He suggests answering this question: "How do we know we are doing what we intended to do?" and "How do we know if what we did worked?" Jason elaborates further on their methods for measuring implementation fidelity and efficacy.
For implementation fidelity, WGU has used many methods, ranging from analyzing log data of student sessions with electronic learning materials to having faculty use hashtag notations in the student notes.
For efficacy, "our bias is to use randomized control trials, but we also use quasi-experimental methods. The most important data is to have a clearly defined outcome variable that can be reliably measured. Western Governors University (WGU) has a competitive advantage with outcome variables compared to traditional higher education institutions. At WGU, all our assessments are centrally developed to rigorous standards. This system of assessment produces much more reliable data than having faculty individually assigning letter grades."
He also describes another unique aspect of data at WGU - its "domain taxonomy or hierarchy of learning outcomes mapped to learning materials and assessments. Student learning behavior can be mapped between the electronic course materials and assessment. Formative assessment data is more predictive of success on the high stakes assessment than simple pageviews."
To make the best decisions, companies need to be able to extract precise and relevant information from the data available. Absent this, raw data, no matter the quantity, serves no purpose. Ultimately, companies are seeking the type of information that tells them what their customers want most and is critical for guidance on project initiatives, direction, execution, and metrics.
How are companies using data analytics to improve project outcomes?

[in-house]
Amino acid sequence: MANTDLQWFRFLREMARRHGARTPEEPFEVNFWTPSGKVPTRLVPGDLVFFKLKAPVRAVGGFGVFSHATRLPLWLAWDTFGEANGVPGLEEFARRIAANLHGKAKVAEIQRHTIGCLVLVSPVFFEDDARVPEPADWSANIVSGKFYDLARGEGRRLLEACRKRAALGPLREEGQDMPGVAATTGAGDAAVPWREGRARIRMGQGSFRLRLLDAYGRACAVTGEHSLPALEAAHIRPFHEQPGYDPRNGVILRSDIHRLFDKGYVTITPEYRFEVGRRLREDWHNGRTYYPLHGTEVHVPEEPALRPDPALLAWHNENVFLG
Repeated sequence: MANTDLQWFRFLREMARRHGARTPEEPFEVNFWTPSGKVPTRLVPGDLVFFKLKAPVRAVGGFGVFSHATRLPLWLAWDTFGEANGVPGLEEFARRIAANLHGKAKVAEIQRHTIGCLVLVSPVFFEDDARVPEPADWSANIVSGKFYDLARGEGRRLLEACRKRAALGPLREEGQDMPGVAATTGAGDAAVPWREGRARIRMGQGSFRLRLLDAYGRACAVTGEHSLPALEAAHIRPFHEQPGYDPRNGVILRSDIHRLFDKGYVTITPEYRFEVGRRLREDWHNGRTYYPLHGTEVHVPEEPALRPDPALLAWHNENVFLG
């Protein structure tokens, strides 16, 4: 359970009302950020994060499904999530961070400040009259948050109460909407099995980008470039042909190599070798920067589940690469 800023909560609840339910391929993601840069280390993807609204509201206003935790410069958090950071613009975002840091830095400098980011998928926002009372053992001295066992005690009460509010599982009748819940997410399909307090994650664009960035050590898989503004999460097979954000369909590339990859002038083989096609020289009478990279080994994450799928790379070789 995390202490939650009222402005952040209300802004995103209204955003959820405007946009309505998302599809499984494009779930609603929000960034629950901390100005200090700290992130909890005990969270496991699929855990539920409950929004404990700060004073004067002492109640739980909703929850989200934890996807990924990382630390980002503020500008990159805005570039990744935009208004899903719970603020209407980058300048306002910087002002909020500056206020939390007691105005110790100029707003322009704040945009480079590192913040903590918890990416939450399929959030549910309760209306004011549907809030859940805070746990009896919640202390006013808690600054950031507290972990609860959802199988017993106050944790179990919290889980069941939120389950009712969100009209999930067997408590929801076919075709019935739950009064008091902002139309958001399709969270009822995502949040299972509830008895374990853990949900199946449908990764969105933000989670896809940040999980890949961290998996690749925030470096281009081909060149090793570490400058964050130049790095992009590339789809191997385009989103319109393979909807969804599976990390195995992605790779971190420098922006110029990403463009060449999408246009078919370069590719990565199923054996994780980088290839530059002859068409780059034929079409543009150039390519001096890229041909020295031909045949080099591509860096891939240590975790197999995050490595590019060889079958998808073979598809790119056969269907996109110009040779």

No matter what the industry, from technology to sports or education, data analytics has become an essential tool for enabling successful project outcomes and ultimately company-wide strategy.
"We use data analytics to examine almost everything about our platform, including how many times our users request customer support, says Jonathan Rodriguez, Founder, and C.E.O. at BitMar Networks. "The first thing that we realized was the more solutions we offered before our users even requested them, the less our users requested customer service".
He has confidence that by implementing data analytics, BitMar found a completely new approach to recruiting. Data told BitMar that "your users do not need your tech support, they prefer to talk to one another, instead. So, provide that functionality and let them be." This highlighted the need for the company to hire community enthusiasts instead of customer service staff.
BitMar embarked on a project to develop a self-help platform for customers. "Who would have thought that we would have been able to provide a platform in which the users get to help themselves, at virtually zero cost on our end?," says Rodriguez. Data analytics not only helped BitMar zoom in on the types of projects they should be taking on, it also identified opportunities within projects to improve customer satisfaction and still reduce internal costs.
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